Stirling Castle

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Stirling Castle is the most historic castle in Scotland due to its location, in central Scotland from where many old military roads lead up into the highlands. The battles of Stirling Bridge and Bannockburn took place within 2 miles of the castle. Many Scottish Kings lived at Stirling Castle with its Palace, Great Hall and Chapel Royal.

Edinburgh Castle, 36 miles southeast on the coast, is also a Royal castle similar in size. The image below is from a large layby on the west side of Stirling Castle. The city of Stirling was built up around the north, east and south of the castle.

Stirling Castle image

The image below is from a seating area in the Old Graveyard on the south side of Stirling Castle. This area gives great views over the castle and large castle car park.

Stirling Castle south view image

The image below is from the car park looking at the entrance to Stirling Castle. The statue here is of King Robert the Bruce. This side of the castle has great views over the city of Stirling below. The large Wallace Monument can be seen high on a hill 2 miles east.

Stirling Castle Entrance image

The image below is of the Great Hall in Stirling Castle. The hall is painted in a colour named Kings Gold. This colour helps the building stand out, making the castle easy to see from miles off. The hall is said to have been built between 1501 to 1504 for James IV (Stuart).

Stirling Castle Great Hall image

The image below is of the Great Hall interior with its impressive Hammerbeam Roof. This was the largest ever built in Scotland at 138ft by 47ft. The Great Hall at Edinburgh Castle is 95ft by 41ft. This was the setting of the top celebrations from 1504 until James VI of Scotland became king of Scotland and England in 1603. Stuart Kings from that time were mainly based in London.

Stirling Castle Great Hall interior image

The image below is of the Chapel Royal in Stirling Castle that was built around 1594. This building replaced a smaller chapel from much earlier.

King James V died in December 1542. His 9 month old child Mary was crowned Queen of Scots in the old chapel on 9th September 1543.

This new chapel was intended to be the place of worship and for religious ceremonies of the Scottish Monarchy over the following centuries.

Stirling Castle Chapel Royal image

The image below is of the interior of the Chapel Royal at Stirling Castle. James VI son Henry was the first royal to be baptized here soon after the chapel was completed in 1594.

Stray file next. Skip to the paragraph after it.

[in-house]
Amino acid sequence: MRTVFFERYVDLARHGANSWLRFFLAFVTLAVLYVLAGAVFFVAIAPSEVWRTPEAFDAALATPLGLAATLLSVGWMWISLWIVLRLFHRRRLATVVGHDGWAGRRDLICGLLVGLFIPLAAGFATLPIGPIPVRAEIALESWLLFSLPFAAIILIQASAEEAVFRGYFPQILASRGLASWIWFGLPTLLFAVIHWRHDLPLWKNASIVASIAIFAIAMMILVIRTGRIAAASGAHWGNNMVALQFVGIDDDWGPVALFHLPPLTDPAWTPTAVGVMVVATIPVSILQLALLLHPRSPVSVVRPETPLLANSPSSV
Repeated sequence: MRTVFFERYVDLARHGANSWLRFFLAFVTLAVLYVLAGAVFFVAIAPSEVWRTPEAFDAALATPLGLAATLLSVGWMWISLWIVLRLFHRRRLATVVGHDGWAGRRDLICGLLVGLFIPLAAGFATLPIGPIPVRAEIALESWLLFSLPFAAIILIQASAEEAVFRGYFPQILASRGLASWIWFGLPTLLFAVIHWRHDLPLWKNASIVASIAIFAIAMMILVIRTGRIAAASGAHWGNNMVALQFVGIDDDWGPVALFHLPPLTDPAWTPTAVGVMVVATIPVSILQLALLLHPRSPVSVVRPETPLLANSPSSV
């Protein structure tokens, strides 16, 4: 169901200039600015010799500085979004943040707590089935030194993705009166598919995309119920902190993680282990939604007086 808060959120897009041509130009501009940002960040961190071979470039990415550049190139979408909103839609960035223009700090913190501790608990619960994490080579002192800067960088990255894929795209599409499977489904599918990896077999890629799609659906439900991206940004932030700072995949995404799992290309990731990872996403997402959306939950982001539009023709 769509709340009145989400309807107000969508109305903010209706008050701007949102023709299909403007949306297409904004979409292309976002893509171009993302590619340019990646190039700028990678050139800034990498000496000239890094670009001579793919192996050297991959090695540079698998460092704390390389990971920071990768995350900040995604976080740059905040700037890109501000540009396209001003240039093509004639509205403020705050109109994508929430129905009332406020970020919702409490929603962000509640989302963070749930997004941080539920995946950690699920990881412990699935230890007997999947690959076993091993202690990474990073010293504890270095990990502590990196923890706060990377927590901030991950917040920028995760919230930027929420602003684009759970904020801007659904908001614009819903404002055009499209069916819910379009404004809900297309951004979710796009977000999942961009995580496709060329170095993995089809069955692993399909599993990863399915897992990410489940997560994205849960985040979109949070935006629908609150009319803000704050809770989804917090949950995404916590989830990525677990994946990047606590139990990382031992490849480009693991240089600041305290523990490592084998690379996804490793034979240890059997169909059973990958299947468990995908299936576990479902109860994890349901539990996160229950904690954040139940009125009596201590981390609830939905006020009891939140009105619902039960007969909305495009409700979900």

James VI was the only son of Mary Queen of Scots, who became King of Scotland in 1567, and King of England and Scotland from 1603 to 1625. After only 7 years, the chapel was never used again for the main purpose it was built. The Stuart Kings from then on were normally baptized, crowned and buried in London.

Stirling Castle Chapel Royal interior image

The image below is of the the Kings House built for James IV in the 1490s, situated next to the Chapel Royal in Stirling Castle.

The Argyll and Sutherland Highlanders Museum is now located in this building. The Museum covers the regiments history from 1759 to the present day. The regiment was involved in the Napoleonic Wars 1803, Crimean War 1853, Second Boer War 1899, WWI 1914, WWII 1940, Falkland Islands 1986, and Iraq 2004.

Argyll and Sutherland Highlanders Museum image

The image below is of the Palace in Stirling Castle built from 1538 for James V after he married the daughter of the King of France, Mary de Guise. This building was built next to the Kings House as a grander residence for the Kings and Queens.

Stirling Castle Palace image

The image below is of the Kings Hall inside the Palace at Stirling Castle. There are many rooms in the palace to explore, including the magnificent Queen's Bedchamber, as seen bottom right.

The palace was built to impress the new queen, said to be comparable with the finest royal homes in France at that time.

Stirling Castle Palace interior image

The image below is looking southeast over the small City of Stirling. There are a number of other historic attractions around the castle in this old part of the city within a few minutes walk. There is also a hotel at the entrance popular for drinks and meals with a beer garden named the Portcullis. The shopping streets in the centre of Stirling are about a 10 minute walk downhill, a fair bit longer back up.

The Battle of Bannockburn Experience is situated 2 miles south, and Wallace Monument about 2 miles east. There are hop on hop off buses that run between the Train Station, Castle, Monument, and Bannockburn in the summer. Bus Information & Map . Stirling Page.

Stirling Town image

Stirling Castle History:

The large castles at Stirling and Edinburgh were built as Royal residences from the 1100s. These huge fortresses were needed as Scotland was at war for centuries with the Norse that had taken control of the far north of Scotland and Western Islands, and the English were fighting over areas in the south of Scotland. The English also tried to gain control of the whole of Scotland on a number of occasions.

Scottish Kings were also involved in battles with Clans around Scotland that wanted to control their own areas.

Marriage between Scottish and English royal families helped keep the peace at times. Marriage between Scots Clans also helped end decades or centuries of killings between Clans.

Scottish Clans had smaller castles or tower house, built to withstand attacks by other Clans.

Stirling Castle is built on Castle Hill in Central Scotland, at the gateway to the Highlands. This is the most strategic castle in Scotland from where the country could be controlled.

The first recorded wooden fort built on this site is in the 600s.

The first records of Stirling Castle are from when King Alexander I had a chapel built there and died at the castle in 1124. The early castle defenses would have been built mainly of wood.

King David I (1085 – 1153), son of Alexander I, used the castle as his Royal Residence.

King William I / William the Lion (1165 - 1214) formed a deer park to the southwest.

King William I was involved in wars with England over land in south Scotland and north England. He was also involved in wars with the Norse in the north of Scotland.